A MOTHER whose son was left for dead in a ‘brutal’ hit-and-run is battling to bring him home from hospital.

Steven Wanna is still recovering from near-fatal injuries at a specialist facility in Northamptonshire, more than an hour away from his family in Oxford, after being run over near Nuneham Courtenay last year.

RECAP: Valentine's Day hit and run victim pieces life back together

The Oxford Times:

The 21-year-old is now able to walk with crutches and he and his mother, Sandy Mar, think he will progress even more in the comfort of his own home in Cowley.

But Oxfordshire County Council plans to apply to the Court of Protection to become Mr Wanna’s 'deputy’, allowing it to make certain financial and health decisions on his behalf.

Trained nurse Ms Mar, 50, fears he will be ‘stuck there forever’ if the council takes control.

She said: "He is unhappy there and depressed.

"He was always a smiling boy and now every day he cries. It’s very lonely for him.

"My son is not parent-less, I can look after him - they don’t need to apply to the Court of Protection."

The council told Ms Mar it just wants to guide Mr Wanna in his ‘best interest’ and help him to access the benefits he is entitled to.

The Oxford Times:

The former Abingdon and Witney College student had been out celebrating his birthday and was walking back towards Oxford when he was struck by a car in the early hours of February 14 last year.

RECAP: Steven narrowly avoids death in hit-and-run

He was found by friends bleeding unconscious on the A4074, and police have not yet caught the driver.

He was in a coma for three months after the Valentine’s Day smash, and was sent to Northamptonshire last October to for rehabilitation.

He suffered a brain injury, facial disfigurement and lost some of his senses.

The Oxford Times:

Ms Mar described the hit-and-run as ‘brutal’ and said the ordeal had been worsened by the battle with the council, as well as her own health struggles with breast cancer and a brain tumour.

An adult can apply to become a deputy if someone lacks mental capacity, and is appointed by the Court of Protection to help manage their property and finances – such as paying their bills.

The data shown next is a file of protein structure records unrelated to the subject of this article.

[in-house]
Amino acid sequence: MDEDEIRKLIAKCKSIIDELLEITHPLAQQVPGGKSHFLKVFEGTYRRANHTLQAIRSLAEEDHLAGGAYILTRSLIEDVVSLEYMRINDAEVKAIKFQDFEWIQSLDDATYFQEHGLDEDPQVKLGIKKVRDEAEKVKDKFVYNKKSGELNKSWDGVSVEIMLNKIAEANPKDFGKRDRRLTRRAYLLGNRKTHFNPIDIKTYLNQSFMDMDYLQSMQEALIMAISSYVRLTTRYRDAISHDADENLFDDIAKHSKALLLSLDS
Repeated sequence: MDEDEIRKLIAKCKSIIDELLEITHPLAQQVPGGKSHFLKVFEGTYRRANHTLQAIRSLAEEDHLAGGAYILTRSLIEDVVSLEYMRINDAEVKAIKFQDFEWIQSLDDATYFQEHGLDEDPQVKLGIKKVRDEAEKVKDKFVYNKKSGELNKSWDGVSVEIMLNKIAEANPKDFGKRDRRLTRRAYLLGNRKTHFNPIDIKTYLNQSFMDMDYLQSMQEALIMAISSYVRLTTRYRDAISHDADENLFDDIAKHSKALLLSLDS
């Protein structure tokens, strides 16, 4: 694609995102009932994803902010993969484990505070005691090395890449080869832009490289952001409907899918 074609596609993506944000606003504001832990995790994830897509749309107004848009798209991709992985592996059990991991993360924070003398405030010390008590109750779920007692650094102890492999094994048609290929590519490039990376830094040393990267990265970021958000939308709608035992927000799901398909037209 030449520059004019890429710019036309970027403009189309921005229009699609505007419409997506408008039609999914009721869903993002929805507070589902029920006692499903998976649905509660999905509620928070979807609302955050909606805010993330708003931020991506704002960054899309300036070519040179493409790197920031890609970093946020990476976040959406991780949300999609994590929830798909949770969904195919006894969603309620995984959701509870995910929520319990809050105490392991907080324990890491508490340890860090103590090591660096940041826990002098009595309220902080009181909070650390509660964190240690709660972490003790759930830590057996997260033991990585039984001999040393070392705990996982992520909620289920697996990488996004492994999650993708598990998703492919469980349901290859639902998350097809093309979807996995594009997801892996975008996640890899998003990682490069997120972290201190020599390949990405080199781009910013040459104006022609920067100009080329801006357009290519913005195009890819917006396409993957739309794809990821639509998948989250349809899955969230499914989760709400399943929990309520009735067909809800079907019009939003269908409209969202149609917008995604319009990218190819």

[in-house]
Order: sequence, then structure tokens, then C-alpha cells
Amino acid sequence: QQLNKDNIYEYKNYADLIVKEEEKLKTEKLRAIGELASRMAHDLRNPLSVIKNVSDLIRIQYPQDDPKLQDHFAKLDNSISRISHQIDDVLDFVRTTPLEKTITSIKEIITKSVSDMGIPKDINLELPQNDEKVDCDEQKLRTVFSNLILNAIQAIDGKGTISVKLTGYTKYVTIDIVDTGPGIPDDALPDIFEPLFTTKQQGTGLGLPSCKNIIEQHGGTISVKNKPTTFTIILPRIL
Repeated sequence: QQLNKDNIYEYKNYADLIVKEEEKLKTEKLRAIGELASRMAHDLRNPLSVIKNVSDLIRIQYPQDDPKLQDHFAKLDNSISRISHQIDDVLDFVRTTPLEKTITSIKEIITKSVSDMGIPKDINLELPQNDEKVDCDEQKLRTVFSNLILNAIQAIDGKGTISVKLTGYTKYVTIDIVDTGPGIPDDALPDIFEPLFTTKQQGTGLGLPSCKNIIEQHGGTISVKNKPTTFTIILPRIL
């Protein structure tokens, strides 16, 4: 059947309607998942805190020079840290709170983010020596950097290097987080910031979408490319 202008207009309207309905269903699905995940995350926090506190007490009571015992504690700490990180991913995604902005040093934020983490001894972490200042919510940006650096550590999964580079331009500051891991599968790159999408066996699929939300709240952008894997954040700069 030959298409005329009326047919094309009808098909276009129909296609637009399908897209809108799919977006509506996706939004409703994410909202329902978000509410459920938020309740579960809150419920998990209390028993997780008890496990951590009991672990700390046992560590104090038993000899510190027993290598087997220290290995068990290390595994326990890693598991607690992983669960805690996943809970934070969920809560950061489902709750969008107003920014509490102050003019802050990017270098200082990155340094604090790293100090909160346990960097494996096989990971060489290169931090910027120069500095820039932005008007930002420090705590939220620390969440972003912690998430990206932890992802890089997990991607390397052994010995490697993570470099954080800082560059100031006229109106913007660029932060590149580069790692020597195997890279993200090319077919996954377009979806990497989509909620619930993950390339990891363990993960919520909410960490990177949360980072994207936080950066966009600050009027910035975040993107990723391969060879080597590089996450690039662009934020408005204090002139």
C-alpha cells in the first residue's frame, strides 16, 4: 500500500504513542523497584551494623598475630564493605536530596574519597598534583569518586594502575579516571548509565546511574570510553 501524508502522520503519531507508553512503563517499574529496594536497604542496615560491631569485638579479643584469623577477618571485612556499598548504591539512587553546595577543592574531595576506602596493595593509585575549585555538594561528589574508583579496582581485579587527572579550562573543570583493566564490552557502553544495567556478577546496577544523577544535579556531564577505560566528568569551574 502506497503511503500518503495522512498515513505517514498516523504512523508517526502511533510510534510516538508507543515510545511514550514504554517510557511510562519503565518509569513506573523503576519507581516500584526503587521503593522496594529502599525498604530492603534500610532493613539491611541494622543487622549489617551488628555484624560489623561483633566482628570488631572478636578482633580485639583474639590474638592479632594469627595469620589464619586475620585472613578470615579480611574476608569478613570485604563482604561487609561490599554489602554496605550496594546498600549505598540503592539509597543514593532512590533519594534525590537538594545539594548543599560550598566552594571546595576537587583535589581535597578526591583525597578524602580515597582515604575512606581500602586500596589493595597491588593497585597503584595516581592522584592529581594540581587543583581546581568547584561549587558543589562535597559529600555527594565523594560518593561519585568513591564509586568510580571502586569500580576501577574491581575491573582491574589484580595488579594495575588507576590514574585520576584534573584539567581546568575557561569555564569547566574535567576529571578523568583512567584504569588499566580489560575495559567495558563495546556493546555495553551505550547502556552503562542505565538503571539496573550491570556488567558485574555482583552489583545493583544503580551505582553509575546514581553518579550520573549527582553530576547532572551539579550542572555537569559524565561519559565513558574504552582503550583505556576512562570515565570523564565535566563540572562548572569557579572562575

They can also apply to manage their personal welfare, meaning they can decide on medical treatment.

Ms Mar wants joint deputyship, so that all decisions relating to her son would have to be agreed by both her and the council.

But an email from a council social worker, seen by the Oxford Mail, advised Ms Mar that the council ‘does not make joint applications for deputyship’.

The email explained that Mr Wanna is currently ‘missing out’ on benefits he is entitled to, and the council wants to help ‘in his best interest’.

It added: “Please be assured that no one is refuting that you are Steven’s mother and feel that it is your duty to support him in all matters relating to his daily life.

“This is not about stopping you from caring for Steven, it is a formal process that will help in supporting the both of you in the long term.

“We all have to work together to secure a good future for Steven and this is one way social services can help."

Ms Mar said she felt the move took away her rights as a mother.

She added that part of the reason her son has not been discharged is because her council flat is not big enough.

She said she has persistently asked Oxford City Council for a two-bedroom ground floor home, to enable his care at home, but claimed it has been rejected three times.

Her change.org petition, lobbying for the city council to upsize her home, has been signed by almost 1,500 people.

The mother-of-two, who formerly worked as a nurse at the John Radcliffe Hospital, moved with Mr Wanna and his sister from Myanmar to the UK in 2003.

The Oxford Times:

Steven Wanna months after the hit-and-run, pictured during rehabilitation 

Though he visits Oxford at weekends, she believes he will fare better at home with rehabilitation sessions at Headway in Kennington, which helps people with brain injuries.

She has appealed for legal help in fighting the council’s bid for deputyship.

Speaking to the Oxford Mail from his hospital bed via video message, Mr Wanna said: “I’m so sad – I just want to be home.

“I was in a wheelchair and now I can walk, I have come such a far way.

“I love my mum so much and she has made me the way I am - she always looks after me and helps and supports me so much.

“I’m so much better and want to go home.”

Ms Mar added: “He will marry and have children and study: he has lots of future ahead and I will support him however I can.

“I will fight with my last breath - they will not take away my son.”

The county council said it could not comment due to confidentiality.